A team of scientists from Carnegie and George Mason University, using facilities at HPCAT, have provided new insights on the behavior of silica under pressure at room temperature. These new findings are published in Nature Communications.
Silica (SiO2) is one of the most abundant minerals and a major component of the Earth’s crust and mantle. Its various high-pressure forms make it an important study subject in research on the transition between different chemical phases under extreme conditions, such as those that exist in the deep Earth. The first discovered high-pressure P-T phase of silica is called coesite (Fig. 1), which, like quartz, consists of building blocks of silicon atoms surrounded by four oxygen atoms in tetrahedral coordination. Under greater pressures and temperatures, it transforms into an even denser form called stishovite, with silicon atoms surrounded by six oxygen atoms in octahedral coordination.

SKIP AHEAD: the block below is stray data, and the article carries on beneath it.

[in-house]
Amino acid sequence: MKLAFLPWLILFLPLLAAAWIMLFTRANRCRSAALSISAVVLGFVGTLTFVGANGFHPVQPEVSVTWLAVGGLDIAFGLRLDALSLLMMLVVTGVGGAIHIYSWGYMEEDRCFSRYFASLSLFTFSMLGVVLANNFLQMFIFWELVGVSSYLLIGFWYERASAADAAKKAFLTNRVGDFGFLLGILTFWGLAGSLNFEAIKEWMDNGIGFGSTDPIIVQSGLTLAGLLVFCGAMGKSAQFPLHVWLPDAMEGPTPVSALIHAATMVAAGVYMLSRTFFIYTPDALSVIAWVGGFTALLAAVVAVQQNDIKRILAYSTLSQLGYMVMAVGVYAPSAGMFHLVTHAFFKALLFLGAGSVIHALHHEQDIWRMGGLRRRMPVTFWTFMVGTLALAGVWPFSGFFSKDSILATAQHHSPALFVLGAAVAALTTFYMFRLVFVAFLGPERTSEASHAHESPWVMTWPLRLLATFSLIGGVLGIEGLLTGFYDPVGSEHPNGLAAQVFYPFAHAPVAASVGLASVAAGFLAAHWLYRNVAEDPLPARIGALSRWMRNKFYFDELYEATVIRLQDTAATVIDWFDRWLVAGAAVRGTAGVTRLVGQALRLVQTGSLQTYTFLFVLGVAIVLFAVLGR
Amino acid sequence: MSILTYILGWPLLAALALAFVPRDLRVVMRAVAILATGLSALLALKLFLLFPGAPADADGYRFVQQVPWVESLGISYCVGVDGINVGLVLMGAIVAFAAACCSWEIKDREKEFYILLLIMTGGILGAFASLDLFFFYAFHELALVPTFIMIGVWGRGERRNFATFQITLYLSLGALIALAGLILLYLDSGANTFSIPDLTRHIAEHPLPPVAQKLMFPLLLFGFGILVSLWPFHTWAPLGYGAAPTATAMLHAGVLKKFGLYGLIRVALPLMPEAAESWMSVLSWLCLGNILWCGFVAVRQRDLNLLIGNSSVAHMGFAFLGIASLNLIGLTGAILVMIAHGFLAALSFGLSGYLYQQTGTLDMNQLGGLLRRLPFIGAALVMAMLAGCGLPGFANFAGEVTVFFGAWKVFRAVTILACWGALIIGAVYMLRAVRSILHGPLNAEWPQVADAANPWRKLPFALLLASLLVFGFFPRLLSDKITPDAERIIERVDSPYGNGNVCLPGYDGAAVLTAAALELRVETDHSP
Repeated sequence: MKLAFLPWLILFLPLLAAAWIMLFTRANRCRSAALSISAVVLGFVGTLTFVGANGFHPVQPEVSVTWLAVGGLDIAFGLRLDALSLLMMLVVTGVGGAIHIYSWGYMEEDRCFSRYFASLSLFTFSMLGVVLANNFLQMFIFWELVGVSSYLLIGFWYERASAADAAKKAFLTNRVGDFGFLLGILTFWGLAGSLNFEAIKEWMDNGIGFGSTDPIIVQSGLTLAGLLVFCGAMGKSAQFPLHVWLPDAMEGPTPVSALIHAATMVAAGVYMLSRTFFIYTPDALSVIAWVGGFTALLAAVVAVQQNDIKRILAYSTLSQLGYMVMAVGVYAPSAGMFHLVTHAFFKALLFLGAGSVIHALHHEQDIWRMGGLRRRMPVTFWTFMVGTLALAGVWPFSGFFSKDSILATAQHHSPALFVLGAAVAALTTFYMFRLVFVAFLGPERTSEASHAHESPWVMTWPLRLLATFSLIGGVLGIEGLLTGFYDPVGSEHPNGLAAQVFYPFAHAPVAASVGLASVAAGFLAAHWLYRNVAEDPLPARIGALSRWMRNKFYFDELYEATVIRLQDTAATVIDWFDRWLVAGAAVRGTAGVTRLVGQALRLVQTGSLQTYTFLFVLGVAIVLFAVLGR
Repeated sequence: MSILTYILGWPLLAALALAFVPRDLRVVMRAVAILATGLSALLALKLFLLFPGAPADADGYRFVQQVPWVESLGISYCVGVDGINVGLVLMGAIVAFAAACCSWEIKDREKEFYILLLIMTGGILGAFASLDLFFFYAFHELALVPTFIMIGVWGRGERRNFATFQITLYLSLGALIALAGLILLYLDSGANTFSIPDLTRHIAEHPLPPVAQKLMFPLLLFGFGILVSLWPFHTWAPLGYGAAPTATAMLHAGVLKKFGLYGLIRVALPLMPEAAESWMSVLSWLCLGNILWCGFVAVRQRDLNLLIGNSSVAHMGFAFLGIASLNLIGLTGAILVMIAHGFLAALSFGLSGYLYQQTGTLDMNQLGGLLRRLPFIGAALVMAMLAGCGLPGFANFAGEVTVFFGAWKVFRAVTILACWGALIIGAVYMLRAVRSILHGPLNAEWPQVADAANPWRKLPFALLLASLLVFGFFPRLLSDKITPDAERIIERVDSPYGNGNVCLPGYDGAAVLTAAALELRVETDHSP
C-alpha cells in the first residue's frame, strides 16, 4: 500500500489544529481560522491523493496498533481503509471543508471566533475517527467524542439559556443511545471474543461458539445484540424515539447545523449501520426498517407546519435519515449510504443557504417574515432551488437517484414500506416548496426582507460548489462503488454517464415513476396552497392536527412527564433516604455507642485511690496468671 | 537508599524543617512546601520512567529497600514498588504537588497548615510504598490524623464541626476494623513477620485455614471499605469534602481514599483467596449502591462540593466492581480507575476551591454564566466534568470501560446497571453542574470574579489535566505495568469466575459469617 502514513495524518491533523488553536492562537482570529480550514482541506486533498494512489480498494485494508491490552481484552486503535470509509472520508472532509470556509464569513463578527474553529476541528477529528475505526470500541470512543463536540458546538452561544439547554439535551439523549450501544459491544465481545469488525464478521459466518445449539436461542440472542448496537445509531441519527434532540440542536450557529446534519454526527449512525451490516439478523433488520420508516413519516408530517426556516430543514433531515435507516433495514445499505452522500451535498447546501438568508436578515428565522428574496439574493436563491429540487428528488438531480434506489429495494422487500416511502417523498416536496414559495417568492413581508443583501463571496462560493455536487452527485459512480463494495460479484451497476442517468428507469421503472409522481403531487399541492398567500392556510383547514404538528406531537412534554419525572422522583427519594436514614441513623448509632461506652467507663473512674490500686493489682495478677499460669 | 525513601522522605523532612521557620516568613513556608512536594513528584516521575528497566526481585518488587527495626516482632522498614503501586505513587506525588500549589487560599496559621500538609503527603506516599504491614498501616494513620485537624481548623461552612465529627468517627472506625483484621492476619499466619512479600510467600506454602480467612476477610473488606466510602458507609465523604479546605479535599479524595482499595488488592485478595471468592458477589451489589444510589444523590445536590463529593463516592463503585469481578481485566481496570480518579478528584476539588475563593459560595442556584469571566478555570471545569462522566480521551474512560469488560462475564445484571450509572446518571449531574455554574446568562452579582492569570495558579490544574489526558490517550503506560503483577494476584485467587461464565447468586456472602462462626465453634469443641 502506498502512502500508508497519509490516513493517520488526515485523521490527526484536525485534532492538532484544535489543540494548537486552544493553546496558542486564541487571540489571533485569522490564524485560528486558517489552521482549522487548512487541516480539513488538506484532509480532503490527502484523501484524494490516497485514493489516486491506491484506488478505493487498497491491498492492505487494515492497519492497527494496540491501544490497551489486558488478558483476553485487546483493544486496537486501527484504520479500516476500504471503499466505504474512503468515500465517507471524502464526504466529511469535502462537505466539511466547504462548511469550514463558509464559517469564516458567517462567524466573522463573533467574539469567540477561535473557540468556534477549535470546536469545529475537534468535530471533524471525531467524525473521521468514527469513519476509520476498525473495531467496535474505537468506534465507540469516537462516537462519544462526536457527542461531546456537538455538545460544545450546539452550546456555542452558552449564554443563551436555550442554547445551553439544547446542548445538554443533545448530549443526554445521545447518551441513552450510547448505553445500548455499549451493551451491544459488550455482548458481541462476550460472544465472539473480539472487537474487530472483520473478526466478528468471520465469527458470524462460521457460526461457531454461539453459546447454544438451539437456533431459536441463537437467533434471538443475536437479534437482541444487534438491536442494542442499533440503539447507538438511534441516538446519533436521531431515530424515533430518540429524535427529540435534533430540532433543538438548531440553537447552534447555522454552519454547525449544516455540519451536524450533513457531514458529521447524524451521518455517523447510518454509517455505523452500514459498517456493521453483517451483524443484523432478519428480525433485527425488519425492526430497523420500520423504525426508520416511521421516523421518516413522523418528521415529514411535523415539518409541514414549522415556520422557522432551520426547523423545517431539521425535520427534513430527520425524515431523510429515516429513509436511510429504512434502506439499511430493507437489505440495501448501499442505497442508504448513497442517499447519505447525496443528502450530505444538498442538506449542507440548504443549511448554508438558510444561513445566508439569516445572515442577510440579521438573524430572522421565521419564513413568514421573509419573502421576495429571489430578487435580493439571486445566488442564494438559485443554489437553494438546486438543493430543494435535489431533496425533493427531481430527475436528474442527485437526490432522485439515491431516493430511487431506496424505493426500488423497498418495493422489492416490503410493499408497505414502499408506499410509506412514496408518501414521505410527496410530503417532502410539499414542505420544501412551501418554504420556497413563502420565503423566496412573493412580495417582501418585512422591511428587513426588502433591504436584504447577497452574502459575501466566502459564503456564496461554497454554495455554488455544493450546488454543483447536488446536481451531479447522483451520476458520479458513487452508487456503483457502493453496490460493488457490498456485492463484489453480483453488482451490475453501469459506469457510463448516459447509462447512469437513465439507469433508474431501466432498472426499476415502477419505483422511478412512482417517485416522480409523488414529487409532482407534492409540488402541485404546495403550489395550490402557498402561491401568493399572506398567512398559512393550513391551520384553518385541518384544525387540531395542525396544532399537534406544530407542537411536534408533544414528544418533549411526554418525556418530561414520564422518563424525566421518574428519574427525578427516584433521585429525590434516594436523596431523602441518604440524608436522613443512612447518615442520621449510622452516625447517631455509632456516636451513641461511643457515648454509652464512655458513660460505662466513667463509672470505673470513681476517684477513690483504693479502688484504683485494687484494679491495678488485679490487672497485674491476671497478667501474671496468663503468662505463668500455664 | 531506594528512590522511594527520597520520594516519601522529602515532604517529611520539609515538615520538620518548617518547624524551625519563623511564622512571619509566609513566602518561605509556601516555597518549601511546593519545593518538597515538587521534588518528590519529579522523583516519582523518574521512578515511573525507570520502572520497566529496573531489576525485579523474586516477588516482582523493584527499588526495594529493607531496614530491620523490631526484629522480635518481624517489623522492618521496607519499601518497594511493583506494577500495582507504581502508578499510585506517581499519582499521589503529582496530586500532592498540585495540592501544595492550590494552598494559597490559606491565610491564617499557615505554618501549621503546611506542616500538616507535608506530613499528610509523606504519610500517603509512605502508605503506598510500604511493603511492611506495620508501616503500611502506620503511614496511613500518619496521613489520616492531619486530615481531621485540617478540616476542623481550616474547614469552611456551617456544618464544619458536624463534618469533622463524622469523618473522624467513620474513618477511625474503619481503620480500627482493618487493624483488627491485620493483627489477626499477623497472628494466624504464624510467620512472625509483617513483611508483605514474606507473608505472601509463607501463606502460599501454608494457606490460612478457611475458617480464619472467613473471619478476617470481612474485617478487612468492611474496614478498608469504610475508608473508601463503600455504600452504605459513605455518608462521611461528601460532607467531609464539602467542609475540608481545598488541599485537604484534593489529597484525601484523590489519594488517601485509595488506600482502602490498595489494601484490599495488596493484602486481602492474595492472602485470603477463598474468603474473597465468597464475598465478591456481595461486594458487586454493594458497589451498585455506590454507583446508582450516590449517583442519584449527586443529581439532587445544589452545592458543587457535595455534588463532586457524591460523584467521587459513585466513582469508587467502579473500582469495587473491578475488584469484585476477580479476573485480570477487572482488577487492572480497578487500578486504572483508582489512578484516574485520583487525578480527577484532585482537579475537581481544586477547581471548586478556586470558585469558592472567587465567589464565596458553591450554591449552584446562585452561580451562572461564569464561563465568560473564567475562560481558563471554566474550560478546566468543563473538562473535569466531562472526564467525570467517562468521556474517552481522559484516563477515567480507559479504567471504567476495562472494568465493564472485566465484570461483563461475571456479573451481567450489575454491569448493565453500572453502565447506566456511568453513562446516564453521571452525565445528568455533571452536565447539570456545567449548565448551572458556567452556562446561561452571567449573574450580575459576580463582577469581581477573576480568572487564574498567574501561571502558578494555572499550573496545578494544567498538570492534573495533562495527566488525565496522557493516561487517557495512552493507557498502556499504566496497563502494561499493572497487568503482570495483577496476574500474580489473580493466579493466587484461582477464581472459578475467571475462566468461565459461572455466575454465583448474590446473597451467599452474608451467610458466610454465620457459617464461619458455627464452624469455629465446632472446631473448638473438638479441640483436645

Previous work demonstrated that a crystalline-crystalline transformation occurs in coesite at 25 GPa along with amorphization at room temperature compression, based on evidence from Raman spectroscopy and powder x-ray diffraction [see R. J. Hemley et al., Nature 334, 52 (1988)]. The new work shows that at the same pressure, a single crystal of coesite transforms into four new, co-existing crystalline domains before finally recombining into a single phase that is denser than stishovite, sometimes called post-stishovite, at 52 GPa (Fig. 2).
Earlier experimental studies also showed that such transitions in polycrystalline silica produce heterogeneous samples containing both crystalline and amorphous material [K. J. Kingma et al., Science 259, 666 (1993)]. The present technique was not sensitive to the amorphous component.
Advanced theoretical calculations also provide a detailed description of the transition paths from coesite to the four crystalline domains and then subsequently to post-stishovite [Q. Y. Hu et al., Nature Comm 6, 6630 (2015)].